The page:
Buy Material

Are you sure you want to buy this material for

50 Karma

Buy Material

BOOM! Enjoy Your Free Notes!

We've added these Notes to your profile, click here to view them now.


You're already Subscribed!

Looks like you've already subscribed to StudySoup, you won't need to purchase another subscription to get this material. To access this material simply click 'View Full Document'

Why people love StudySoup

Steve Martinelli UC Los Angeles

"There's no way I would have passed my Organic Chemistry class this semester without the notes and study guides I got from StudySoup."

Kyle Maynard Purdue

"When you're taking detailed notes and trying to help everyone else out in the class, it really helps you learn and understand the I made $280 on my first study guide!"

Bentley McCaw University of Florida

"I was shooting for a perfect 4.0 GPA this semester. Having StudySoup as a study aid was critical to helping me achieve my goal...and I nailed it!"

Parker Thompson 500 Startups

"It's a great way for students to improve their educational experience and it seemed like a product that everybody wants, so all the people participating are winning."

Become an Elite Notetaker and start selling your notes online!

Refund Policy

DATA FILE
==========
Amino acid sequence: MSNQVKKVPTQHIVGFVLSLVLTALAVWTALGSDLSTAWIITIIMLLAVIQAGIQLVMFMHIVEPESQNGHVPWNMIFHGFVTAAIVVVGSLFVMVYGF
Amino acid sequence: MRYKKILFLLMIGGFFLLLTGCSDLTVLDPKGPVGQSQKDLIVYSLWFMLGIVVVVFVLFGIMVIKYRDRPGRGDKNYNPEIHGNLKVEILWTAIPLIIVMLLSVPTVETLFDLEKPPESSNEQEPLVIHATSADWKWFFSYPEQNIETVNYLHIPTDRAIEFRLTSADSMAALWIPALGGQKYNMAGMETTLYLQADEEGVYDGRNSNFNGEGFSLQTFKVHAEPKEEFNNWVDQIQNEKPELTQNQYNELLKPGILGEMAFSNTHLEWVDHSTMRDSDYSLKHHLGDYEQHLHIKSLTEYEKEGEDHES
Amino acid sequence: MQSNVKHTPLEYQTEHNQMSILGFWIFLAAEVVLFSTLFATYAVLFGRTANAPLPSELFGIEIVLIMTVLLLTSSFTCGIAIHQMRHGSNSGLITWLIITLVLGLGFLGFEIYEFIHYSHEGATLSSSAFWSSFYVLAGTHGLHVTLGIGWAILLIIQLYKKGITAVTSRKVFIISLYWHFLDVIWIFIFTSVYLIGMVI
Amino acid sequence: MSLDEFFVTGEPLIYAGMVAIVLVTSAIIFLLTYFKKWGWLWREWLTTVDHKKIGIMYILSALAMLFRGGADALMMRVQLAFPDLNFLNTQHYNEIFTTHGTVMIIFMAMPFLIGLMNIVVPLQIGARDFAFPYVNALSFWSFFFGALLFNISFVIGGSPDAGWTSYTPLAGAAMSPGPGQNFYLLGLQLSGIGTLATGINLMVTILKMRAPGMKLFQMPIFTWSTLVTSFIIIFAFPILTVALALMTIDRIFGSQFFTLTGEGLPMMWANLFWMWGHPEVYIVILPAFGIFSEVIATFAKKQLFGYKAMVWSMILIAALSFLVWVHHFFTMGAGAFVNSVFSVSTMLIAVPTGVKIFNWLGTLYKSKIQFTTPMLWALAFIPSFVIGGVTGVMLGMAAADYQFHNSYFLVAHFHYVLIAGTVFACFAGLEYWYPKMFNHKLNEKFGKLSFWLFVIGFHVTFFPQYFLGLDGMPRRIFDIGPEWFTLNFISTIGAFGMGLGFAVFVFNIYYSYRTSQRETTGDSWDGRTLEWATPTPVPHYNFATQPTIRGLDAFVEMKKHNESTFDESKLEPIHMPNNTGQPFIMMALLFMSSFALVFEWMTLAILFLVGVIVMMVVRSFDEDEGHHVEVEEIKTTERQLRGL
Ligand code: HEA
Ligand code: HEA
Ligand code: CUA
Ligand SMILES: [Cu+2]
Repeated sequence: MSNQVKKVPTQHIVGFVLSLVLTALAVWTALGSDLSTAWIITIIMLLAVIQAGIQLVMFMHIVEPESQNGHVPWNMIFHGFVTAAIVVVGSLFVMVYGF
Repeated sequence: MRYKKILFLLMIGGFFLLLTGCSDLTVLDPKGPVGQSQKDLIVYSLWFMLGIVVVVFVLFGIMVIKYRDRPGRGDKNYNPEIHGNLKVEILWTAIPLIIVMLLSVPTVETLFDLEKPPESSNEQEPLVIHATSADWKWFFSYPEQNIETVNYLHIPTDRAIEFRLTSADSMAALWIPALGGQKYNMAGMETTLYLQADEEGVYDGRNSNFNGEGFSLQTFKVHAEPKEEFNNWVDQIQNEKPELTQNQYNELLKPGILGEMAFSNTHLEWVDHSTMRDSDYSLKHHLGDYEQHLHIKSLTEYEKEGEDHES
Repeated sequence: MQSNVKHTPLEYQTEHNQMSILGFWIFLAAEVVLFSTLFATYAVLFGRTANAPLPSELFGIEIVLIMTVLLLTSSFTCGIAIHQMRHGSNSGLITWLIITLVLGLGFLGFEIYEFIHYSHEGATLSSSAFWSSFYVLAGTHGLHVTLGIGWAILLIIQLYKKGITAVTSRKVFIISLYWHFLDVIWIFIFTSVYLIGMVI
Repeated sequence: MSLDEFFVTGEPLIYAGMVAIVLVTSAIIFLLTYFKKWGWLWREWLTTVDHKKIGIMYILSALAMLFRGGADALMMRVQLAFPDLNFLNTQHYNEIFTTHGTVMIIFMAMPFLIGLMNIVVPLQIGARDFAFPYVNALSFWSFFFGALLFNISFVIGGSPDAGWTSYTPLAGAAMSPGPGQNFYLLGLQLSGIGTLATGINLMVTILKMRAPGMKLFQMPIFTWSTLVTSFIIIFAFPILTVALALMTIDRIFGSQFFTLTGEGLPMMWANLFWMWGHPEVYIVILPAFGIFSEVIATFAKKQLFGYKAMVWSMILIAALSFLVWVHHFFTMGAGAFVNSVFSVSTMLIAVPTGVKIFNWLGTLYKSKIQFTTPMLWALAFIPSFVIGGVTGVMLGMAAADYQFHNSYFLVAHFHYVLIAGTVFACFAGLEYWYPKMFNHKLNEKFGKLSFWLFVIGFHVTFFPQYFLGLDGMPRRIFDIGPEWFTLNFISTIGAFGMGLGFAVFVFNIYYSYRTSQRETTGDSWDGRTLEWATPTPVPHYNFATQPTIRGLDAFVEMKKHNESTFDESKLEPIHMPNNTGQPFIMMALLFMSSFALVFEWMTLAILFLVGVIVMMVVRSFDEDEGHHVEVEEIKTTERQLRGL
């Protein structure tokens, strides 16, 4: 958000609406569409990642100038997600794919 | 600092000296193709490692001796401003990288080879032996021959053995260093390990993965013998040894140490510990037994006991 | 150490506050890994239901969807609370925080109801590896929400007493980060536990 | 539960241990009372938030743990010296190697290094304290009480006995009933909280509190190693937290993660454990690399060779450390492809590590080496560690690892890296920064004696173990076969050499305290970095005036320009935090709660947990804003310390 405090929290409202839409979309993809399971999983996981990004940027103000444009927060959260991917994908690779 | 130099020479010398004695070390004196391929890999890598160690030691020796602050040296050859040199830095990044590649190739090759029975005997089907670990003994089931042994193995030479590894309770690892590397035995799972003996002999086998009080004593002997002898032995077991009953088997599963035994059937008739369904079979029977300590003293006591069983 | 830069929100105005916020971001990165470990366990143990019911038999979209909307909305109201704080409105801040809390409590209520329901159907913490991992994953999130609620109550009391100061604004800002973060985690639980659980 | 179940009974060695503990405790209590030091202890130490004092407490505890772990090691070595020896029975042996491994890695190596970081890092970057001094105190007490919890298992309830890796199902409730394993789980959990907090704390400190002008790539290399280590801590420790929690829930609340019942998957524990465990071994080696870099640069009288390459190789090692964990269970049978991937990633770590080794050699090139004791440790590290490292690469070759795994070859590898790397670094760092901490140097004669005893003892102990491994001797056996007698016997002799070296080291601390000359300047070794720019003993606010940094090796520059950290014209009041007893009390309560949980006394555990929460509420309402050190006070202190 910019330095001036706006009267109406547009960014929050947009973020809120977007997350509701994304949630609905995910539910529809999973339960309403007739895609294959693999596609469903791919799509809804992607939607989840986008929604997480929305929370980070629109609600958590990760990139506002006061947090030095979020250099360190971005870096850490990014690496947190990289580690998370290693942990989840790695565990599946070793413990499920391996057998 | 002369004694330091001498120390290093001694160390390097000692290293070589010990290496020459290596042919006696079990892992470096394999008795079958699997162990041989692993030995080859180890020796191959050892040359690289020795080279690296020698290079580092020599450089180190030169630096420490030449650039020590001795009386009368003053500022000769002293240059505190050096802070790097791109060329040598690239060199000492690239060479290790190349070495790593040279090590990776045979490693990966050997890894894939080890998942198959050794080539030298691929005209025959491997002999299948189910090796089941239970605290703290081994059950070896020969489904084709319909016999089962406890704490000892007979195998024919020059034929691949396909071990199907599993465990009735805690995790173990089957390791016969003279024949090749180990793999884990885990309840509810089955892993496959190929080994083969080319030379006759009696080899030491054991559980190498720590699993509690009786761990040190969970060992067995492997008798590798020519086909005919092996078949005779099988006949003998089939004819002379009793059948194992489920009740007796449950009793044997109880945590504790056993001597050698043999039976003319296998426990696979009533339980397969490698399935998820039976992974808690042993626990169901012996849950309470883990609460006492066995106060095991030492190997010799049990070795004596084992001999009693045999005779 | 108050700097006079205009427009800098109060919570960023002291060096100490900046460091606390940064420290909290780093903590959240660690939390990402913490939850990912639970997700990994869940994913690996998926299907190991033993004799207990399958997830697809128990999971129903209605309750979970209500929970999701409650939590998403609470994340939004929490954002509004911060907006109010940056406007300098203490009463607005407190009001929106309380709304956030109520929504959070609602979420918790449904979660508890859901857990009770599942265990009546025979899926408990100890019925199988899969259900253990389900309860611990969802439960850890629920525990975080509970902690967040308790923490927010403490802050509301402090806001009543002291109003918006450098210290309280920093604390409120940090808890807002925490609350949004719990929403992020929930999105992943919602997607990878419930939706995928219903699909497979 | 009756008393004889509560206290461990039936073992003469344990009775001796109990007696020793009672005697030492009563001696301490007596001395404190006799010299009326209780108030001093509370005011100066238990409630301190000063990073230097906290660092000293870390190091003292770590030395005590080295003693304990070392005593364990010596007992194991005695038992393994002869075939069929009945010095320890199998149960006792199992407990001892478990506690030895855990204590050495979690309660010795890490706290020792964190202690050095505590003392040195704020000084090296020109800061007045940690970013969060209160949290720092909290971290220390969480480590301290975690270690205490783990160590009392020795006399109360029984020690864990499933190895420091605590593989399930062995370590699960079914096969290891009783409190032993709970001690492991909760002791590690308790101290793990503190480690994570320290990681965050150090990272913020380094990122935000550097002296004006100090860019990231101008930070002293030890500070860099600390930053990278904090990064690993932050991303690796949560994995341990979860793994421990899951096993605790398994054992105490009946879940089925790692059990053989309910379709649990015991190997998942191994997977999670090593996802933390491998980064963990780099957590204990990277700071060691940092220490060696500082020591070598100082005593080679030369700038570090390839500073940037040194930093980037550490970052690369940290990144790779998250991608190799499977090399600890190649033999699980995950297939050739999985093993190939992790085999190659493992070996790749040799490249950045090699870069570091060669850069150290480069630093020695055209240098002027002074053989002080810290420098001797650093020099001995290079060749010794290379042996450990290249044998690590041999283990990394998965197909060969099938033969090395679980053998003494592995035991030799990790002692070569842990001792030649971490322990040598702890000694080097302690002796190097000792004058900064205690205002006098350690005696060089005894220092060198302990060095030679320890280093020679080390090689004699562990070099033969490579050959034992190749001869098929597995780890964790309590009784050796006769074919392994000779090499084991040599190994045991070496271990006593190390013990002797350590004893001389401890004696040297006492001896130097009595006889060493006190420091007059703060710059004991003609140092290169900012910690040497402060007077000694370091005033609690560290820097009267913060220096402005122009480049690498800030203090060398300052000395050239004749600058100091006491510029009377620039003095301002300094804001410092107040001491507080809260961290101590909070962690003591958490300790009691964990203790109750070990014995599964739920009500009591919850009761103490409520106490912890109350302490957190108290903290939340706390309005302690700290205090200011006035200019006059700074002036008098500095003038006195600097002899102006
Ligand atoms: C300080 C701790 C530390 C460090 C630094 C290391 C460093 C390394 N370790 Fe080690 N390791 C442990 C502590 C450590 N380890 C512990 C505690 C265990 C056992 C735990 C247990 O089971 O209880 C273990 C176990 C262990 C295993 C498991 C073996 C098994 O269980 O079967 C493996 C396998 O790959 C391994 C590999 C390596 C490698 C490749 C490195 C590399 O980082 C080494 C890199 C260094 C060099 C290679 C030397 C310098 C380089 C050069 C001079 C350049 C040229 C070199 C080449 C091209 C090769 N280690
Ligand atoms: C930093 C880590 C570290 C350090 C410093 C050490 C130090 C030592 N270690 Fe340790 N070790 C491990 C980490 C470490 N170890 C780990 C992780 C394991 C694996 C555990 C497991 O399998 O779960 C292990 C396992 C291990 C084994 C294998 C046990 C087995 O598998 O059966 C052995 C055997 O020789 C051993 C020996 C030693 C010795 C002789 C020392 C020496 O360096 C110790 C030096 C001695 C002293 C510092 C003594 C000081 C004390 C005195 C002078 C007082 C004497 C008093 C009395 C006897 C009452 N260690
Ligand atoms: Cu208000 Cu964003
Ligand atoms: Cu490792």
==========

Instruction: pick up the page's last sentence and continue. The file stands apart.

All subscriptions to StudySoup are paid in full at the time of subscribing. To change your credit card information or to cancel your subscription, go to "Edit Settings". All credit card information will be available there. If you should decide to cancel your subscription, it will continue to be valid until the next payment period, as all payments for the current period were made in advance. For special circumstances, please email


StudySoup has more than 1 million course-specific study resources to help students study smarter. If you’re having trouble finding what you’re looking for, our customer support team can help you find what you need! Feel free to contact them here:

Recurring Subscriptions: If you have canceled your recurring subscription on the day of renewal and have not downloaded any documents, you may request a refund by submitting an email to

Satisfaction Guarantee: If you’re not satisfied with your subscription, you can contact us for further help. Contact must be made within 3 business days of your subscription purchase and your refund request will be subject for review.

Please Note: Refunds can never be provided more than 30 days after the initial purchase date regardless of your activity on the site.